Fat Shaming in the Media: Does it Work?

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According to a new study done by the University of California, Santa Barbara, the focus the media places on obesity could actually be more harmful than it is helpful. “Fat shaming” is a relatively new term that involves putting overweight people in a critical and judgmental light. When overweight females are exposed to negative media stories that characterize obesity as the results of being lazy, weak or self-indulgent, they are likely to feel hurt, frustrated and anxious. These emotions can be harmful and result in making a person engage in overeating.

What is Fat Shaming?

Hollywood is filled with what society idealizes as beautiful. In a land where thin, young, rich and pretty are the ideal of beauty-it’s no great surprise that anyone who doesn’t fit into these ideals is considered unattractive and undesirable. However, the new term “fat shaming” has become somewhat of a national sport and it’s taking a toll on people everywhere. While it’s clear fat shaming isn’t helping anyone, it turns out it can cause poor body image and be physically harmful as well. People who are made to feel ashamed about their body will have poorer overall health and it doesn’t matter how much or how little they weigh.


According to the study, published in the Journal of Experimental Social Society, “America’s war on obesity has intensified stigmatization of overweight and obese individuals”. The researchers wanted to test whether reading negative weight related messages in news articles would have a negative impact on women who think of themselves as overweight.

Ultimately, these types of messages reduced a woman’s self-control to avoid high caloric foods and she would engage in emotional eating.
Brenda Major, lead researchers, told HealthDaily News that she wanted to find out the consequences of covering obesity related issues.

Most American people agree that obesity is a serious public health issue, but attitudes are mixed about how to best handle it. For Major, the way obesity is covered in the media is an important part of the debate.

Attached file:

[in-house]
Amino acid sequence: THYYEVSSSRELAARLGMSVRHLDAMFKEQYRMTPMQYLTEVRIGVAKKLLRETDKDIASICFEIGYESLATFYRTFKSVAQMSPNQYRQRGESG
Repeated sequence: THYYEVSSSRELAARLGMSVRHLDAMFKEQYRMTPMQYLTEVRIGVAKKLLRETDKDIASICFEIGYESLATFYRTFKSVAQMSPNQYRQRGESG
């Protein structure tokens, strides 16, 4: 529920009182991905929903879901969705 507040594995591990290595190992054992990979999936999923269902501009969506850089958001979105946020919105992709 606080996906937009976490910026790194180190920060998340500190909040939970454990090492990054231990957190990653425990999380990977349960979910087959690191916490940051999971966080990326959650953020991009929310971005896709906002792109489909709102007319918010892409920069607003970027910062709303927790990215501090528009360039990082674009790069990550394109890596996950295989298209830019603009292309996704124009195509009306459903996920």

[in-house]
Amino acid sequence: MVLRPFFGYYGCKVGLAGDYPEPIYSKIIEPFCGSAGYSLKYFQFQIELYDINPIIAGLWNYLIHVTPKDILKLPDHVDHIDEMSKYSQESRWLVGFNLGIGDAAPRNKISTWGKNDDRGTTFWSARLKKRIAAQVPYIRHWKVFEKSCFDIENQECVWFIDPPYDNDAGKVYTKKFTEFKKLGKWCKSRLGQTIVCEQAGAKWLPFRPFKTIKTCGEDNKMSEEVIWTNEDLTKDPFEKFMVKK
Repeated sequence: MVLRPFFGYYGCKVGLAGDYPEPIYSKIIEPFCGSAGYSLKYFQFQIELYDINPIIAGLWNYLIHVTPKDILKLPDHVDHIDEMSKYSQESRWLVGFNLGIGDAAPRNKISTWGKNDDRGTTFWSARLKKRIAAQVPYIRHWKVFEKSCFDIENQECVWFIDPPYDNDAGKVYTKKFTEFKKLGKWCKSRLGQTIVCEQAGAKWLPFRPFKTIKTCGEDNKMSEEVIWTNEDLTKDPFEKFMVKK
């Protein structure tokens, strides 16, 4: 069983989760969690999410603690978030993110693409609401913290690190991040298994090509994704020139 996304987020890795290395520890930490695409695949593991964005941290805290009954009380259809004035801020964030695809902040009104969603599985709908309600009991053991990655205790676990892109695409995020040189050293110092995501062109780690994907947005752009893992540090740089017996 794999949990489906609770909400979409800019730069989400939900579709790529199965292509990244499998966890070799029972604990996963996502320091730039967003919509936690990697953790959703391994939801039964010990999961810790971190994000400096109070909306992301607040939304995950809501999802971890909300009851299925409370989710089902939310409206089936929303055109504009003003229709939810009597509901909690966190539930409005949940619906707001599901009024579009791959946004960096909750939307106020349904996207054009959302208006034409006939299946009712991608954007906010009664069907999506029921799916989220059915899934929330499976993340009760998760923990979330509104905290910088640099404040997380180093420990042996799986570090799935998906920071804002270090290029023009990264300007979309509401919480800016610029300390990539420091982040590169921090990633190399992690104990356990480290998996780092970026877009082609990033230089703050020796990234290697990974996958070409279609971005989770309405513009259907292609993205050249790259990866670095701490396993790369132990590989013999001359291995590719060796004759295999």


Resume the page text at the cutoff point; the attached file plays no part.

She notes,” There’s a frenzy about obesity in the media and there’s a negative, moralistic tone to the coverage. We wondered if the same things that increase feelings of stigma actually cause you to eat more.”

Although the study group was small, Major’s and her fellow colleagues tested 93 college students who considered themselves to be overweight, her findings resonate previous research done on the topic. A 2008 study was performed detailing the media’s propensity to expose stories about the negative consequences of obesity, and place the stress on blaming the person for the public health issues. Other studies have proven fat shaming tends to lead someone who is overweight to gain more weight and that focusing on nutrition is a more positive approach which encourages healthy behavior.

In Conclusion

Despite living in a society that places such high regard on having the perfect body and cover girl looks, not everyone has to or should want to live up to that unhealthy and unrealistic ideal. Ostracizing those who are overweight isn’t an effective public health strategy, even though some campaigns have relied on it. The media usually walks a fine line with trying to remain neutral when discussing topics related to obesity. However, public figures often wind up becoming a source of ridicule and held up for public scrutiny if they don’t conform to what society views as attractive-which is very, very sad!


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